CA Vehicle Code (CVC) Section 22348, Speed Laws proclaims, “A person who drives a vehicle upon a highway at a speed greater than 100 miles per hour is guilty of an infraction punishable, as follows: (1) Upon a first conviction of a violation of this subdivision, by a fine of not to exceed five hundred dollars ($500).”
What’s Reported on the Internet and in the News Is Misleading
What they neglect to tell you that there is a massive difference between the “base” fine quoted in the traffic code and what you will actually pay. That section of code was signed into law by the governor years ago; since then, the legislature has approved ten separate fees, surcharges, and penalties added to the base fine, which makes the total much more than $500.
For example, the state penalty that adds $10 for every $10 of the base fine, a county surcharge of $7 for every $10 of the base fine, a Night Court fund, regardless of whether you use night court or not, a DNA ID fund, another state surcharge of 20 percent, a court construction fund, which adds $5 for every $10 of the base fine, an Emergency Medical Air Transport (EMAT), an Emergency Medical Services (EMS) penalty, and others.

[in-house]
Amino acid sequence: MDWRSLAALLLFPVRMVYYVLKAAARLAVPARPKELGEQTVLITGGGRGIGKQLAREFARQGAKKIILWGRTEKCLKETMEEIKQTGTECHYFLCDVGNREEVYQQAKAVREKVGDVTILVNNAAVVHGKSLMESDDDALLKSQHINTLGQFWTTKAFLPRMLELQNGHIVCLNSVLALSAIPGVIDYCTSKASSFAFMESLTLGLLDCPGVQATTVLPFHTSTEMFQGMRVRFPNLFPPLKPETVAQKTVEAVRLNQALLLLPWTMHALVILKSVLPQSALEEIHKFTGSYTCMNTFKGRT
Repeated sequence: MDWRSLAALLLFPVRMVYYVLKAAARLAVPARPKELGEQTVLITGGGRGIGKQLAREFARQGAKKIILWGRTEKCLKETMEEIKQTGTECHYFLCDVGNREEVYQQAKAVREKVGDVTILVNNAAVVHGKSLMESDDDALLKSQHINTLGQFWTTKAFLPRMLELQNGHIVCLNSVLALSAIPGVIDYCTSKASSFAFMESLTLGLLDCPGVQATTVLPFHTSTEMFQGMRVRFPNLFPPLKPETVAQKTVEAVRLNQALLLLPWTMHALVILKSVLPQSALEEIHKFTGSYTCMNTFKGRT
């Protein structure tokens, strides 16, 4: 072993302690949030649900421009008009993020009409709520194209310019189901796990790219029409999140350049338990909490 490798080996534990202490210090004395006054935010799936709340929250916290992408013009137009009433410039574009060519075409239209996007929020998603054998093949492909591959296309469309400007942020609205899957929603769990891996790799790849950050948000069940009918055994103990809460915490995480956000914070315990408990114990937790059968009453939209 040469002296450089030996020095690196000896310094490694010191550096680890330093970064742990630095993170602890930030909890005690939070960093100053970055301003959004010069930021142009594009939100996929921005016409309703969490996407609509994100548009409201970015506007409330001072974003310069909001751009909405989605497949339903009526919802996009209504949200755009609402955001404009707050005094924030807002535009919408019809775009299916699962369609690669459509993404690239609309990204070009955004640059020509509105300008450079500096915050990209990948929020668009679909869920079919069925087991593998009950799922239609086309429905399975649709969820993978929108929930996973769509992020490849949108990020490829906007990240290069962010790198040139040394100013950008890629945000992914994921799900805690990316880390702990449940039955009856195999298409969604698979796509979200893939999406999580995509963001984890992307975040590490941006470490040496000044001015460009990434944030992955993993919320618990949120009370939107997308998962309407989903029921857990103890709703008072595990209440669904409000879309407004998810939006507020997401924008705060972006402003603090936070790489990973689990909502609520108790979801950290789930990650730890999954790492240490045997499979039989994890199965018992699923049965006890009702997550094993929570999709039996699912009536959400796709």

In the case of a conviction for speeding 100+ mph, if the judge says, “Guilty, pay the court clerk your fine on your way out.” You might be shocked when the court clerk says that it will be $2,500.
However, your fine is peanuts compared to the increased auto insurance you’ll pay. When you’re found guilty and have to pay $2,500 instead of the $500 you believed it would be, it is too late to hire a traffic attorney to resolve your speeding ticket. Therefore, you should always consult a traffic attorney before deciding to pay the fine or challenge the speeding ticket.
The DMV is authorized by CVC 12810, Issuance of Licenses, Expiration, and Renewal to assess NOTS points for convictions of traffic violations, and when a driver is found more than zero percent responsible for an accident. When your car insurance provider finds out about your speeding ticket conviction for 100+ mph, your premium will double or triple during the seven years your conviction stays on the DMV motor vehicle driving record (MVR).